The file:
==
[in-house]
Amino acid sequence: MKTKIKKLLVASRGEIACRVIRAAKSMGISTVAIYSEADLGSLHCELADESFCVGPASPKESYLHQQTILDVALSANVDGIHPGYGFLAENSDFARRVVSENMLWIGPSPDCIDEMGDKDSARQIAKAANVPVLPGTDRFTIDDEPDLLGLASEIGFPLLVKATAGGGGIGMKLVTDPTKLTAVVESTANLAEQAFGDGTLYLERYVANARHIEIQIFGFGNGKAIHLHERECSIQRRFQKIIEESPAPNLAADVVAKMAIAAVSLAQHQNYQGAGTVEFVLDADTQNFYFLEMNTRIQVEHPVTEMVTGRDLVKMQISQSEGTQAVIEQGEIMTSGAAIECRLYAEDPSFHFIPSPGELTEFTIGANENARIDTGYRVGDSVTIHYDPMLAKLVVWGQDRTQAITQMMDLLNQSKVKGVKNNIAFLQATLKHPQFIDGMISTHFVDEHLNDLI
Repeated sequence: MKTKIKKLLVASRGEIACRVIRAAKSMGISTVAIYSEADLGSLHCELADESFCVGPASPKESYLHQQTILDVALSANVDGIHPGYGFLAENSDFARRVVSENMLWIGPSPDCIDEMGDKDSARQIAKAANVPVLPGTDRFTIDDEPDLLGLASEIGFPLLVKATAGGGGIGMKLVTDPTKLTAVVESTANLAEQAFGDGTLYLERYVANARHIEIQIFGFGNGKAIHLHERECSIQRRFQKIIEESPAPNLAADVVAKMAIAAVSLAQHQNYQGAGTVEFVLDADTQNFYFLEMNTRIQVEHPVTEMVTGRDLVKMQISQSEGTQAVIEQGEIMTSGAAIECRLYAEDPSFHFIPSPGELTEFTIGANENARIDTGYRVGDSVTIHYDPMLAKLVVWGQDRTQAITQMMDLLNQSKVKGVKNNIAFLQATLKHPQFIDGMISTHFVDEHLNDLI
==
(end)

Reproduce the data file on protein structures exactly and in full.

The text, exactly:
[in-house]
Amino acid sequence: MKTKIKKLLVASRGEIACRVIRAAKSMGISTVAIYSEADLGSLHCELADESFCVGPASPKESYLHQQTILDVALSANVDGIHPGYGFLAENSDFARRVVSENMLWIGPSPDCIDEMGDKDSARQIAKAANVPVLPGTDRFTIDDEPDLLGLASEIGFPLLVKATAGGGGIGMKLVTDPTKLTAVVESTANLAEQAFGDGTLYLERYVANARHIEIQIFGFGNGKAIHLHERECSIQRRFQKIIEESPAPNLAADVVAKMAIAAVSLAQHQNYQGAGTVEFVLDADTQNFYFLEMNTRIQVEHPVTEMVTGRDLVKMQISQSEGTQAVIEQGEIMTSGAAIECRLYAEDPSFHFIPSPGELTEFTIGANENARIDTGYRVGDSVTIHYDPMLAKLVVWGQDRTQAITQMMDLLNQSKVKGVKNNIAFLQATLKHPQFIDGMISTHFVDEHLNDLI
Repeated sequence: MKTKIKKLLVASRGEIACRVIRAAKSMGISTVAIYSEADLGSLHCELADESFCVGPASPKESYLHQQTILDVALSANVDGIHPGYGFLAENSDFARRVVSENMLWIGPSPDCIDEMGDKDSARQIAKAANVPVLPGTDRFTIDDEPDLLGLASEIGFPLLVKATAGGGGIGMKLVTDPTKLTAVVESTANLAEQAFGDGTLYLERYVANARHIEIQIFGFGNGKAIHLHERECSIQRRFQKIIEESPAPNLAADVVAKMAIAAVSLAQHQNYQGAGTVEFVLDADTQNFYFLEMNTRIQVEHPVTEMVTGRDLVKMQISQSEGTQAVIEQGEIMTSGAAIECRLYAEDPSFHFIPSPGELTEFTIGANENARIDTGYRVGDSVTIHYDPMLAKLVVWGQDRTQAITQMMDLLNQSKVKGVKNNIAFLQATLKHPQFIDGMISTHFVDEHLNDLI